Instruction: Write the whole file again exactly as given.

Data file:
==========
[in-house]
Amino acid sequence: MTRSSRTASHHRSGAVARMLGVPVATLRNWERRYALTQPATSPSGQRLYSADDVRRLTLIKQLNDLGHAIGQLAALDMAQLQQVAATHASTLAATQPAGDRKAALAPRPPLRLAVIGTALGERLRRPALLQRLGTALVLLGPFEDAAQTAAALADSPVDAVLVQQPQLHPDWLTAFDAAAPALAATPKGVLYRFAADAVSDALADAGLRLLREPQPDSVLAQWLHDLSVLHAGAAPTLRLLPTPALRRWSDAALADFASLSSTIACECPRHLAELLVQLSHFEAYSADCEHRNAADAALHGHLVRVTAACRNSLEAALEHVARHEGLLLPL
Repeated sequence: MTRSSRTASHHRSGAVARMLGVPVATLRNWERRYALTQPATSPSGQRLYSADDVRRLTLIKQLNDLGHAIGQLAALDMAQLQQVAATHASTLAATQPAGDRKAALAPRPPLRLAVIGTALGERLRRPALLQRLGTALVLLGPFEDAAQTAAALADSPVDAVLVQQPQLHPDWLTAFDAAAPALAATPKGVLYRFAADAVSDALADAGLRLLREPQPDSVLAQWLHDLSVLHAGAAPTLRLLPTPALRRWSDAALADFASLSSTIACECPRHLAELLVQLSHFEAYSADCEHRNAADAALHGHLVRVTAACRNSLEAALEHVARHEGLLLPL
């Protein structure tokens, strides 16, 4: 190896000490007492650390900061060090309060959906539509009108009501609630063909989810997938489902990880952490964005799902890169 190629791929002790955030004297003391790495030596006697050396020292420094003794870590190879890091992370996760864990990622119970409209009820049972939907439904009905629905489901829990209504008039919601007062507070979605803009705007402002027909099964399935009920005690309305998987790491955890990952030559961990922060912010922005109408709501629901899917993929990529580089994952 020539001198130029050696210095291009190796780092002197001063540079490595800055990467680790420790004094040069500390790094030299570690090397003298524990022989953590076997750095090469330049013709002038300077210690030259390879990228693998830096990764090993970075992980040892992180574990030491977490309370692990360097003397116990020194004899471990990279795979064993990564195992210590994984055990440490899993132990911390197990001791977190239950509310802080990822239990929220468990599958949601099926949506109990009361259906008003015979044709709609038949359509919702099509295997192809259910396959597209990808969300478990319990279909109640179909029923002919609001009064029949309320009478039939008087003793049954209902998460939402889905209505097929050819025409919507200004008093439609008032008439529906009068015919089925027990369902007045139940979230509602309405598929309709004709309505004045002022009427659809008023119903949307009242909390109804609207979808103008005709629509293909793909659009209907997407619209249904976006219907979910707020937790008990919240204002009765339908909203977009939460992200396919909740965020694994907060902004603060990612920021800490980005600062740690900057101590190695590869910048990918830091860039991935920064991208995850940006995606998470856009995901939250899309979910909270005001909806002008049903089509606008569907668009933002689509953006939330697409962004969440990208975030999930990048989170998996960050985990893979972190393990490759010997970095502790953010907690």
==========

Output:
[in-house]
Amino acid sequence: MTRSSRTASHHRSGAVARMLGVPVATLRNWERRYALTQPATSPSGQRLYSADDVRRLTLIKQLNDLGHAIGQLAALDMAQLQQVAATHASTLAATQPAGDRKAALAPRPPLRLAVIGTALGERLRRPALLQRLGTALVLLGPFEDAAQTAAALADSPVDAVLVQQPQLHPDWLTAFDAAAPALAATPKGVLYRFAADAVSDALADAGLRLLREPQPDSVLAQWLHDLSVLHAGAAPTLRLLPTPALRRWSDAALADFASLSSTIACECPRHLAELLVQLSHFEAYSADCEHRNAADAALHGHLVRVTAACRNSLEAALEHVARHEGLLLPL
Repeated sequence: MTRSSRTASHHRSGAVARMLGVPVATLRNWERRYALTQPATSPSGQRLYSADDVRRLTLIKQLNDLGHAIGQLAALDMAQLQQVAATHASTLAATQPAGDRKAALAPRPPLRLAVIGTALGERLRRPALLQRLGTALVLLGPFEDAAQTAAALADSPVDAVLVQQPQLHPDWLTAFDAAAPALAATPKGVLYRFAADAVSDALADAGLRLLREPQPDSVLAQWLHDLSVLHAGAAPTLRLLPTPALRRWSDAALADFASLSSTIACECPRHLAELLVQLSHFEAYSADCEHRNAADAALHGHLVRVTAACRNSLEAALEHVARHEGLLLPL
């Protein structure tokens, strides 16, 4: 190896000490007492650390900061060090309060959906539509009108009501609630063909989810997938489902990880952490964005799902890169 190629791929002790955030004297003391790495030596006697050396020292420094003794870590190879890091992370996760864990990622119970409209009820049972939907439904009905629905489901829990209504008039919601007062507070979605803009705007402002027909099964399935009920005690309305998987790491955890990952030559961990922060912010922005109408709501629901899917993929990529580089994952 020539001198130029050696210095291009190796780092002197001063540079490595800055990467680790420790004094040069500390790094030299570690090397003298524990022989953590076997750095090469330049013709002038300077210690030259390879990228693998830096990764090993970075992980040892992180574990030491977490309370692990360097003397116990020194004899471990990279795979064993990564195992210590994984055990440490899993132990911390197990001791977190239950509310802080990822239990929220468990599958949601099926949506109990009361259906008003015979044709709609038949359509919702099509295997192809259910396959597209990808969300478990319990279909109640179909029923002919609001009064029949309320009478039939008087003793049954209902998460939402889905209505097929050819025409919507200004008093439609008032008439529906009068015919089925027990369902007045139940979230509602309405598929309709004709309505004045002022009427659809008023119903949307009242909390109804609207979808103008005709629509293909793909659009209907997407619209249904976006219907979910707020937790008990919240204002009765339908909203977009939460992200396919909740965020694994907060902004603060990612920021800490980005600062740690900057101590190695590869910048990918830091860039991935920064991208995850940006995606998470856009995901939250899309979910909270005001909806002008049903089509606008569907668009933002689509953006939330697409962004969440990208975030999930990048989170998996960050985990893979972190393990490759010997970095502790953010907690």